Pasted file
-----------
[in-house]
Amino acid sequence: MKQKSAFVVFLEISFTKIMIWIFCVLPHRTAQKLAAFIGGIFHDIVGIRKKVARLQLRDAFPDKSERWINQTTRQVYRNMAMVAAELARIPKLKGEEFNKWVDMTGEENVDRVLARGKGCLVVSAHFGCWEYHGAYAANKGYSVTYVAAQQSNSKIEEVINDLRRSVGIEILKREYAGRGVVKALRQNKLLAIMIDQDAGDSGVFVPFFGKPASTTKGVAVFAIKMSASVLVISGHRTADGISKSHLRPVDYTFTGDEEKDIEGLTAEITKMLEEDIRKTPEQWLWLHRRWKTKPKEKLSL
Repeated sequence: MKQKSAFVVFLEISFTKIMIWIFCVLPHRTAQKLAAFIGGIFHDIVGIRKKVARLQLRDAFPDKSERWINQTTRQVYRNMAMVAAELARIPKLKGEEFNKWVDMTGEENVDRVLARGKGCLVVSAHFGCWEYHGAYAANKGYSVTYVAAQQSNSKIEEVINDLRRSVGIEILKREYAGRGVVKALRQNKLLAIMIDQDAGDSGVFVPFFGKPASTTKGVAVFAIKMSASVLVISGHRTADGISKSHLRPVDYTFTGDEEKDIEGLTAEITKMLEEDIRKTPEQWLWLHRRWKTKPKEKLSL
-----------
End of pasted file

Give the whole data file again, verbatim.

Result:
[in-house]
Amino acid sequence: MKQKSAFVVFLEISFTKIMIWIFCVLPHRTAQKLAAFIGGIFHDIVGIRKKVARLQLRDAFPDKSERWINQTTRQVYRNMAMVAAELARIPKLKGEEFNKWVDMTGEENVDRVLARGKGCLVVSAHFGCWEYHGAYAANKGYSVTYVAAQQSNSKIEEVINDLRRSVGIEILKREYAGRGVVKALRQNKLLAIMIDQDAGDSGVFVPFFGKPASTTKGVAVFAIKMSASVLVISGHRTADGISKSHLRPVDYTFTGDEEKDIEGLTAEITKMLEEDIRKTPEQWLWLHRRWKTKPKEKLSL
Repeated sequence: MKQKSAFVVFLEISFTKIMIWIFCVLPHRTAQKLAAFIGGIFHDIVGIRKKVARLQLRDAFPDKSERWINQTTRQVYRNMAMVAAELARIPKLKGEEFNKWVDMTGEENVDRVLARGKGCLVVSAHFGCWEYHGAYAANKGYSVTYVAAQQSNSKIEEVINDLRRSVGIEILKREYAGRGVVKALRQNKLLAIMIDQDAGDSGVFVPFFGKPASTTKGVAVFAIKMSASVLVISGHRTADGISKSHLRPVDYTFTGDEEKDIEGLTAEITKMLEEDIRKTPEQWLWLHRRWKTKPKEKLSL